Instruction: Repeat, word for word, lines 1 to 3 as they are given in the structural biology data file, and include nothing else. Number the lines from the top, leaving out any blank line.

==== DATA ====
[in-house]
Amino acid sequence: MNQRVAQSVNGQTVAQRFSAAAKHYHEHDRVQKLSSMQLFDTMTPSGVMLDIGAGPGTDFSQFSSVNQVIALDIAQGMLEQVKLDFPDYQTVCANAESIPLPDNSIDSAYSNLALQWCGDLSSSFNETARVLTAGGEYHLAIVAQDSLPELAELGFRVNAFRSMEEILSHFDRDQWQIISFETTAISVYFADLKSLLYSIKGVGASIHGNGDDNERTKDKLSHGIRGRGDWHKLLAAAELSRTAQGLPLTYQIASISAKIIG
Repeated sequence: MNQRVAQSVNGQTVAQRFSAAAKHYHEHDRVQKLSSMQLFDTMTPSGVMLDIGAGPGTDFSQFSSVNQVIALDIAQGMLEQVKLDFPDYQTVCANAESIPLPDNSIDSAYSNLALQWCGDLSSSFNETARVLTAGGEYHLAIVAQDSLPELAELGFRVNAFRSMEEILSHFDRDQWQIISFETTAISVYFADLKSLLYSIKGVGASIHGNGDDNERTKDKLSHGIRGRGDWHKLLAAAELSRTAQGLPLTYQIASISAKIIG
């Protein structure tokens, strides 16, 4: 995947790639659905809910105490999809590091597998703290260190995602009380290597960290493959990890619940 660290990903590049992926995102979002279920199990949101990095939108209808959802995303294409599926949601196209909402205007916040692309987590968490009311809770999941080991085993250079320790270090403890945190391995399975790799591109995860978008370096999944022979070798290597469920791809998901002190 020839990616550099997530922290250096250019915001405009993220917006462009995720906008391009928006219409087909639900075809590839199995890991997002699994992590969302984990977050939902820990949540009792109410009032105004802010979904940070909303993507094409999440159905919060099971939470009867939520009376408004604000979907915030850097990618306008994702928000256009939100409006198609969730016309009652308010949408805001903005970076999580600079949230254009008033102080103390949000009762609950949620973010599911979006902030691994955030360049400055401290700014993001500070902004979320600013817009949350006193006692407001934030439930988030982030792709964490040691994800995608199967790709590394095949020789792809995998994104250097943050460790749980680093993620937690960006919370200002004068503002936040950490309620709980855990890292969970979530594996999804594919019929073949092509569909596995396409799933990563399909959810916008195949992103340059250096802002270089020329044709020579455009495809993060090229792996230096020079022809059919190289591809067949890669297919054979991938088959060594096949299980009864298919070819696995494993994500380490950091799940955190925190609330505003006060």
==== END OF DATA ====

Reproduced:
[in-house]
Amino acid sequence: MNQRVAQSVNGQTVAQRFSAAAKHYHEHDRVQKLSSMQLFDTMTPSGVMLDIGAGPGTDFSQFSSVNQVIALDIAQGMLEQVKLDFPDYQTVCANAESIPLPDNSIDSAYSNLALQWCGDLSSSFNETARVLTAGGEYHLAIVAQDSLPELAELGFRVNAFRSMEEILSHFDRDQWQIISFETTAISVYFADLKSLLYSIKGVGASIHGNGDDNERTKDKLSHGIRGRGDWHKLLAAAELSRTAQGLPLTYQIASISAKIIG
Repeated sequence: MNQRVAQSVNGQTVAQRFSAAAKHYHEHDRVQKLSSMQLFDTMTPSGVMLDIGAGPGTDFSQFSSVNQVIALDIAQGMLEQVKLDFPDYQTVCANAESIPLPDNSIDSAYSNLALQWCGDLSSSFNETARVLTAGGEYHLAIVAQDSLPELAELGFRVNAFRSMEEILSHFDRDQWQIISFETTAISVYFADLKSLLYSIKGVGASIHGNGDDNERTKDKLSHGIRGRGDWHKLLAAAELSRTAQGLPLTYQIASISAKIIG